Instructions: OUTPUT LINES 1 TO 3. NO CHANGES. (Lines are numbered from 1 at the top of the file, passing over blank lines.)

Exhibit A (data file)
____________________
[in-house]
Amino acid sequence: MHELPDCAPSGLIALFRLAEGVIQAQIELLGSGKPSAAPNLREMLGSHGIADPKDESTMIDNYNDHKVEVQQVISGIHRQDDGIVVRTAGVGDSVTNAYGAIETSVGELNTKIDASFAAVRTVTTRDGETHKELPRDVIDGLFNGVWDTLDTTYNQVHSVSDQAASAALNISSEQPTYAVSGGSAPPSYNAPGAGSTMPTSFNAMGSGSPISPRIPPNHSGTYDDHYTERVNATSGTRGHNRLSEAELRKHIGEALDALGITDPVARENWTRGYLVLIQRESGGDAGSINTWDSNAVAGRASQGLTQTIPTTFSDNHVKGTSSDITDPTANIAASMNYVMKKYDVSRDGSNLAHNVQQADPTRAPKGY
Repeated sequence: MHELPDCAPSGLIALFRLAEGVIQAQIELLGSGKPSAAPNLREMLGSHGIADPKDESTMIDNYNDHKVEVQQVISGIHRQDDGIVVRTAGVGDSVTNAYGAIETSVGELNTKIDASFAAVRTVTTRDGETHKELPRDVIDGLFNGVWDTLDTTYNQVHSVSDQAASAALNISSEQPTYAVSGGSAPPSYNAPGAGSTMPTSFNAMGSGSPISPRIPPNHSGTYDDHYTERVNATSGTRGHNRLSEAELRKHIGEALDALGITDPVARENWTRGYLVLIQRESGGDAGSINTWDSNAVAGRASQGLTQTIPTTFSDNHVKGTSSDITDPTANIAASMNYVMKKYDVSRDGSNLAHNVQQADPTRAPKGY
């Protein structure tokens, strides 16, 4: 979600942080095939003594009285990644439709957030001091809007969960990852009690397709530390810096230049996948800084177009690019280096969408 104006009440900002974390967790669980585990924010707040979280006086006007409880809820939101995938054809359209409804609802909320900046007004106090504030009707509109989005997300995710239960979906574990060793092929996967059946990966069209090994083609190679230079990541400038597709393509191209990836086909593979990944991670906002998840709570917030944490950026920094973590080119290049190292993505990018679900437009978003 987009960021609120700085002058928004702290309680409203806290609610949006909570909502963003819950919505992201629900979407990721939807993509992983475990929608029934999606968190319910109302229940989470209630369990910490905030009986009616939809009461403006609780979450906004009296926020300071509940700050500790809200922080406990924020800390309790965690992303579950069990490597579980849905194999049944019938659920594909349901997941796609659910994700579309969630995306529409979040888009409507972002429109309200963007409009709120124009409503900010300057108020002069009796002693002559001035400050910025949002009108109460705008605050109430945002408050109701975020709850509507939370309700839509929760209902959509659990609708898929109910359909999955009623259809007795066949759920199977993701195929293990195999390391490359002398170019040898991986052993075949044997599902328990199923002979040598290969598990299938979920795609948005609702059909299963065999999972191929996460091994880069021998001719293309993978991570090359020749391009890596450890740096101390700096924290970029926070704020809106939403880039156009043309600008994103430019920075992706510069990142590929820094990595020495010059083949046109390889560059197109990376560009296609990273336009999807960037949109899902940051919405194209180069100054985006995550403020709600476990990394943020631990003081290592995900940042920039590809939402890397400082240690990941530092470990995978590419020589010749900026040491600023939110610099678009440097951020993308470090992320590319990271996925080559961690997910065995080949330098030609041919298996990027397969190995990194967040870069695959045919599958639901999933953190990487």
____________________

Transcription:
[in-house]
Amino acid sequence: MHELPDCAPSGLIALFRLAEGVIQAQIELLGSGKPSAAPNLREMLGSHGIADPKDESTMIDNYNDHKVEVQQVISGIHRQDDGIVVRTAGVGDSVTNAYGAIETSVGELNTKIDASFAAVRTVTTRDGETHKELPRDVIDGLFNGVWDTLDTTYNQVHSVSDQAASAALNISSEQPTYAVSGGSAPPSYNAPGAGSTMPTSFNAMGSGSPISPRIPPNHSGTYDDHYTERVNATSGTRGHNRLSEAELRKHIGEALDALGITDPVARENWTRGYLVLIQRESGGDAGSINTWDSNAVAGRASQGLTQTIPTTFSDNHVKGTSSDITDPTANIAASMNYVMKKYDVSRDGSNLAHNVQQADPTRAPKGY
Repeated sequence: MHELPDCAPSGLIALFRLAEGVIQAQIELLGSGKPSAAPNLREMLGSHGIADPKDESTMIDNYNDHKVEVQQVISGIHRQDDGIVVRTAGVGDSVTNAYGAIETSVGELNTKIDASFAAVRTVTTRDGETHKELPRDVIDGLFNGVWDTLDTTYNQVHSVSDQAASAALNISSEQPTYAVSGGSAPPSYNAPGAGSTMPTSFNAMGSGSPISPRIPPNHSGTYDDHYTERVNATSGTRGHNRLSEAELRKHIGEALDALGITDPVARENWTRGYLVLIQRESGGDAGSINTWDSNAVAGRASQGLTQTIPTTFSDNHVKGTSSDITDPTANIAASMNYVMKKYDVSRDGSNLAHNVQQADPTRAPKGY